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We use passwords for everything: logging on to our computers, using our cell phones, doing our banking, accessing our online accounts...
Here's some food for thought: which came first, the proliferation of passwords to secure our technology-centered lives, or the rampant use of little yellow Post-it notes, cluttering all of our desktops or jammed into our wallets?
Maybe we'll never know for sure, but what we do know is that passwords are one of the most basic forms of computer security. Developing strong ones is a necessary way to protect your information, but exactly how to do this is up for debate.
Should we create strong, complicated passwords that we can't remember, but need to write down - whether it's stored on paper or electronically - widening the security risk of them being accessed by another party? Or should we use passwords that are simple enough that we can commit them to memory, but increasing the risk that they can be more easily cracked?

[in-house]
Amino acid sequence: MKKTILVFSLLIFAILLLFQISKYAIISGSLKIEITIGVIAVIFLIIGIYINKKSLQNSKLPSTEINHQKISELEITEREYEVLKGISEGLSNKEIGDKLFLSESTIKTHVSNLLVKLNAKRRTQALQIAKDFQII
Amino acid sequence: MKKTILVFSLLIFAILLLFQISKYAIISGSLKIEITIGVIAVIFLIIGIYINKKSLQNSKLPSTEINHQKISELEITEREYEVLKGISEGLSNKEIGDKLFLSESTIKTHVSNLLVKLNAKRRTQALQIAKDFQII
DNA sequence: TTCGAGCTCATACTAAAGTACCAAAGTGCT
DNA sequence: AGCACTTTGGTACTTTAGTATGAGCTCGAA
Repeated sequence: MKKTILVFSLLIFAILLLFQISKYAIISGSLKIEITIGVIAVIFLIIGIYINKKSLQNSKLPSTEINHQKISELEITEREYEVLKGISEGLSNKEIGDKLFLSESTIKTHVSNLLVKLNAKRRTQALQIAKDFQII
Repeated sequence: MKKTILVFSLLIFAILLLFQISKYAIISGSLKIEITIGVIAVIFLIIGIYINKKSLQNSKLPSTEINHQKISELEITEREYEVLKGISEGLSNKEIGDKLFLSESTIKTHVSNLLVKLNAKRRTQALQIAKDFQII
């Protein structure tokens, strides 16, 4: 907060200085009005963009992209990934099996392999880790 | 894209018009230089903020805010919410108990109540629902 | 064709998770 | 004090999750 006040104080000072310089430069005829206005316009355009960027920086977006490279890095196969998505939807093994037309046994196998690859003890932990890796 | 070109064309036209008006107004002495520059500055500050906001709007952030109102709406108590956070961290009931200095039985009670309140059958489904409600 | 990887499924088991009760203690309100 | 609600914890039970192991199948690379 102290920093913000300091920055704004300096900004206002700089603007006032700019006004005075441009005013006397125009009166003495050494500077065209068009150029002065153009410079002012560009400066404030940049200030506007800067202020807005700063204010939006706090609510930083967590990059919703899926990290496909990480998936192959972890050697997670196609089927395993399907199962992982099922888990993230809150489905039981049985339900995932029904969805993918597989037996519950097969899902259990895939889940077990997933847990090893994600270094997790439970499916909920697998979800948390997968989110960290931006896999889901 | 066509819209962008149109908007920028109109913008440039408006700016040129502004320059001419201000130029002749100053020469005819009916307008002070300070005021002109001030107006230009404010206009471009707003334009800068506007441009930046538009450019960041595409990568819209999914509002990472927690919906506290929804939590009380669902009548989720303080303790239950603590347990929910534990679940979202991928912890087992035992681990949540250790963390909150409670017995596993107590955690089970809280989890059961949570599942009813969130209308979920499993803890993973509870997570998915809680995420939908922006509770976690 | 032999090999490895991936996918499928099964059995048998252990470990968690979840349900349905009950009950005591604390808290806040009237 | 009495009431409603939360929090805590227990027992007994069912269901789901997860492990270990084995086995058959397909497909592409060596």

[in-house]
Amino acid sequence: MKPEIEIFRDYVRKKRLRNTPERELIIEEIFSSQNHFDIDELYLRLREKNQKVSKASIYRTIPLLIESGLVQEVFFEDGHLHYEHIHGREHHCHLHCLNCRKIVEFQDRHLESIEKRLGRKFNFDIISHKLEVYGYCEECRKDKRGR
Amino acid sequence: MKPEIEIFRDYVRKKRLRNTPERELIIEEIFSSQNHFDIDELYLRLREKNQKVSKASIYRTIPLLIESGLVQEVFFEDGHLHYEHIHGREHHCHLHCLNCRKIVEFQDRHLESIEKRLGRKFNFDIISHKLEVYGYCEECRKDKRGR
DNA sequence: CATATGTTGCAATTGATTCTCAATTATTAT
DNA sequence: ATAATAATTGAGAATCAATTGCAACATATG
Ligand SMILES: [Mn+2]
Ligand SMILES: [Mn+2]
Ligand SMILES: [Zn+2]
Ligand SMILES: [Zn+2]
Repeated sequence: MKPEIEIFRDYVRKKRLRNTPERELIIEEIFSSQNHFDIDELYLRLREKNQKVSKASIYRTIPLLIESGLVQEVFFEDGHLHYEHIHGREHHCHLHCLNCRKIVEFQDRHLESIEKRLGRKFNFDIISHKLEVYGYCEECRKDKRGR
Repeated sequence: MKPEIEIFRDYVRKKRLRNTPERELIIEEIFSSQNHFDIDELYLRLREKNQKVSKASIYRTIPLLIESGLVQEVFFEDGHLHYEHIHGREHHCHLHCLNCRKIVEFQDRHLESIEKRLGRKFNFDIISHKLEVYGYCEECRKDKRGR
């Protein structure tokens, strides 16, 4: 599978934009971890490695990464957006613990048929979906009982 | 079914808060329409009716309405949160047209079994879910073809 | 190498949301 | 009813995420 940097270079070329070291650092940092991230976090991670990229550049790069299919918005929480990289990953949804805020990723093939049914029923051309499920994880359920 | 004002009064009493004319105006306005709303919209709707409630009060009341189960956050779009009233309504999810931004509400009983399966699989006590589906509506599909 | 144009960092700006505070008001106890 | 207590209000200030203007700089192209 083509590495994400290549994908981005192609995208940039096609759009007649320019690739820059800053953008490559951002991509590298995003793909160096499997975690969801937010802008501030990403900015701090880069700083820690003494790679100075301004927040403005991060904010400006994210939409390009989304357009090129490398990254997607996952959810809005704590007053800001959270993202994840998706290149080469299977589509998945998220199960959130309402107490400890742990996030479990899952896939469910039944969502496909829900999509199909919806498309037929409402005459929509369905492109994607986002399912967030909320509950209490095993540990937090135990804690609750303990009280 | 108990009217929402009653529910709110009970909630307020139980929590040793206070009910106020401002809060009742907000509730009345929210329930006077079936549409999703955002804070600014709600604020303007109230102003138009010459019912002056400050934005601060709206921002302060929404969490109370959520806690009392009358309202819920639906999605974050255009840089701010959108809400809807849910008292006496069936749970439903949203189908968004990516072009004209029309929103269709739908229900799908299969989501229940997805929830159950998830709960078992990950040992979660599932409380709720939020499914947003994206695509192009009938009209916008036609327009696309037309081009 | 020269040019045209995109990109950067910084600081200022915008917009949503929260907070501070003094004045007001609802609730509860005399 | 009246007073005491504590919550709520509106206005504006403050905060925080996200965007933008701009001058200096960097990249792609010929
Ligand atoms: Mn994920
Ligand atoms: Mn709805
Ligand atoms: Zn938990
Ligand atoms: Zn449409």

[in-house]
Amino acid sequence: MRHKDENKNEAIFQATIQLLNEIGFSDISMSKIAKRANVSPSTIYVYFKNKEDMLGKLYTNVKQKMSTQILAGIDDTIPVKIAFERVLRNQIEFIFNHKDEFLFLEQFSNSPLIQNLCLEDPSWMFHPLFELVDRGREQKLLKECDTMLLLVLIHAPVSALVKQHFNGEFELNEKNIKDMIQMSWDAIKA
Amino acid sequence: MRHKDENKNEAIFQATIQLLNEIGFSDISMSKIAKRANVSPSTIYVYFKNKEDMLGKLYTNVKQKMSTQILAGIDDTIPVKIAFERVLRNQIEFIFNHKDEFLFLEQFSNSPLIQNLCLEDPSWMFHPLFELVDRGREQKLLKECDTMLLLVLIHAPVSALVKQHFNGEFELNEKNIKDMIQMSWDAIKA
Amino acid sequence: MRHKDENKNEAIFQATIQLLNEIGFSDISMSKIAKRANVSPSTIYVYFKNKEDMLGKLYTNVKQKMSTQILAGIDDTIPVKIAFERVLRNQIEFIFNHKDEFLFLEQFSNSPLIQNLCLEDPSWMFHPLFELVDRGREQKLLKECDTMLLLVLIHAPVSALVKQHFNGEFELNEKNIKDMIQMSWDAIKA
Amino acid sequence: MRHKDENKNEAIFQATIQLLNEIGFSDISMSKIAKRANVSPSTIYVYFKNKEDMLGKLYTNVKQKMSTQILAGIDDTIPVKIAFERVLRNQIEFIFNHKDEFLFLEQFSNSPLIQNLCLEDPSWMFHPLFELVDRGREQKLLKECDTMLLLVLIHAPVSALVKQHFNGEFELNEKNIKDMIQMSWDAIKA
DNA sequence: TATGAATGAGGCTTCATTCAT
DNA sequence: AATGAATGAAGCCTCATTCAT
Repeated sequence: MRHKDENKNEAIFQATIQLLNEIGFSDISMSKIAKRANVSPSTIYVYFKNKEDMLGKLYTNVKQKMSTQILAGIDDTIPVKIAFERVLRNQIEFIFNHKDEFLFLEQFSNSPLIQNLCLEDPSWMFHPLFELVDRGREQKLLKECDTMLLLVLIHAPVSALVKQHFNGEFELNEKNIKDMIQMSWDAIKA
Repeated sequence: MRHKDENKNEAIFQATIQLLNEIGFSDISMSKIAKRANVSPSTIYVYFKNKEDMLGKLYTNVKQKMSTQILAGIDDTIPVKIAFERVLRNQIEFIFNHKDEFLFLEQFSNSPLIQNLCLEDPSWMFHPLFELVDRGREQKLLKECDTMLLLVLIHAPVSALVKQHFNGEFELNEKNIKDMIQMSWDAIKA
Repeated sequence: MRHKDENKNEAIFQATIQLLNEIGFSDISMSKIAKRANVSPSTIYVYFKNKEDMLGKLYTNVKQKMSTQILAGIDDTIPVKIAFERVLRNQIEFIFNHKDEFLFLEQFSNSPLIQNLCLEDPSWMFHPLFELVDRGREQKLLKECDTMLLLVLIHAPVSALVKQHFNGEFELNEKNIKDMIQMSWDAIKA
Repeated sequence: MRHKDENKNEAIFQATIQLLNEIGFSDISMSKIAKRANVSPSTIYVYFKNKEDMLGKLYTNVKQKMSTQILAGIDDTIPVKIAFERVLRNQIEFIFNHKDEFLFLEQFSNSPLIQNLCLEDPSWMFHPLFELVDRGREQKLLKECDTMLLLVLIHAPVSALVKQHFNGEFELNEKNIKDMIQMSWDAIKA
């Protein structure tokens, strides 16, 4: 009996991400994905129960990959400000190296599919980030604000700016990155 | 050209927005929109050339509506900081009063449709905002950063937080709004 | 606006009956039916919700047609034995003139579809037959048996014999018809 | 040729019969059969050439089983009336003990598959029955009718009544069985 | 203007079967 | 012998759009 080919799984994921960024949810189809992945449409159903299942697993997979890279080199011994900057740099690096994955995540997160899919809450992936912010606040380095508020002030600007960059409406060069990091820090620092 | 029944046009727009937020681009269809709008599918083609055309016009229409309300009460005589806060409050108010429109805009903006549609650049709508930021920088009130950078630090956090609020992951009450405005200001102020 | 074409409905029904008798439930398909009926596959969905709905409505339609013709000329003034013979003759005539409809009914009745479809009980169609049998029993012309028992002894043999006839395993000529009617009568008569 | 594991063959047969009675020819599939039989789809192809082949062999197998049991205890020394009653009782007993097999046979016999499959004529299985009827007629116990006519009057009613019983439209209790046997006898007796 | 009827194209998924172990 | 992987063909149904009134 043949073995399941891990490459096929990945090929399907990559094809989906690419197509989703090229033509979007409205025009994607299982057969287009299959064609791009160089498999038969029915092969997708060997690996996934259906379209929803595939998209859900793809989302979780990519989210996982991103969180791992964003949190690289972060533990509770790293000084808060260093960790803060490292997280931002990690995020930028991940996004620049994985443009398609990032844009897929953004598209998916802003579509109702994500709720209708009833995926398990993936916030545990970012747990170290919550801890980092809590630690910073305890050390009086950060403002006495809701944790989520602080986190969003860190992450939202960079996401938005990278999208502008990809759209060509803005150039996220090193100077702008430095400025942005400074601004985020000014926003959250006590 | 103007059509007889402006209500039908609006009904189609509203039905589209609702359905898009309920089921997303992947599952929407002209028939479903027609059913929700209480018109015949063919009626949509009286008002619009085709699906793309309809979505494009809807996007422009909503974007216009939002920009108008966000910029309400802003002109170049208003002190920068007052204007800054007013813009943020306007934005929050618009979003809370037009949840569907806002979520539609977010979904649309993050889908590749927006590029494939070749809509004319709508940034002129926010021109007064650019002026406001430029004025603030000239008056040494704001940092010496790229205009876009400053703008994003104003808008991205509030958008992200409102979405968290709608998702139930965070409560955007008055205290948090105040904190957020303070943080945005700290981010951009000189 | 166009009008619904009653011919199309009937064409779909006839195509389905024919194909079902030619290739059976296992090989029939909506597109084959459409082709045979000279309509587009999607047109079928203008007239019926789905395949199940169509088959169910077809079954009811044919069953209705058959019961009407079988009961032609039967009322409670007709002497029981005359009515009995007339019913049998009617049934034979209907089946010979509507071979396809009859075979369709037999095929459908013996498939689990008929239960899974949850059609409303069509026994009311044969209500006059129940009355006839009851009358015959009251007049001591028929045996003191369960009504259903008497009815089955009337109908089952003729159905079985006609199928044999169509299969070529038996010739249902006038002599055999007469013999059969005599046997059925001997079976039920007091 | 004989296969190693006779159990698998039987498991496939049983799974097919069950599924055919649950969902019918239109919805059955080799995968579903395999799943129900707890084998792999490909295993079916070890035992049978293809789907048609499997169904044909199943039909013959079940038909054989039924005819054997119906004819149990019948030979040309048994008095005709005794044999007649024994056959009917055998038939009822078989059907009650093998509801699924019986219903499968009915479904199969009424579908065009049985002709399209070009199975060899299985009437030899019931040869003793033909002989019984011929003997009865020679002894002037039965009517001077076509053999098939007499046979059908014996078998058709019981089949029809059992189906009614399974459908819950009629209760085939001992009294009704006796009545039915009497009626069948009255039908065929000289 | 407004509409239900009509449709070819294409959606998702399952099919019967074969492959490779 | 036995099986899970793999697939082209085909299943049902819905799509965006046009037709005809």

There's no precise method to tell us exactly how to create good passwords. Some basic tips from the pros include the following:
- Do not use words that are found in a dictionary.
- Mix characters and numbers.
- Do not use numbers related to your birthday or Social Security number.
- Use different passwords for different accounts that involve monetary transactions.
- Change your passwords regularly.
And the biggest tip of all- try to commit them to memory!
Of course, there are other technological shortcuts available, like biometrics, smartcards, and even password management software. But for most of us, remembering a few passwords is still the answer. So we're stuck with trying to find ones that work for us.
At least if you're a regular PC user, you can feel grateful about one thing- not being an IT administrator. Word has it that they have to remember upwards of 100 passwords. Imagine the size of that sticky note!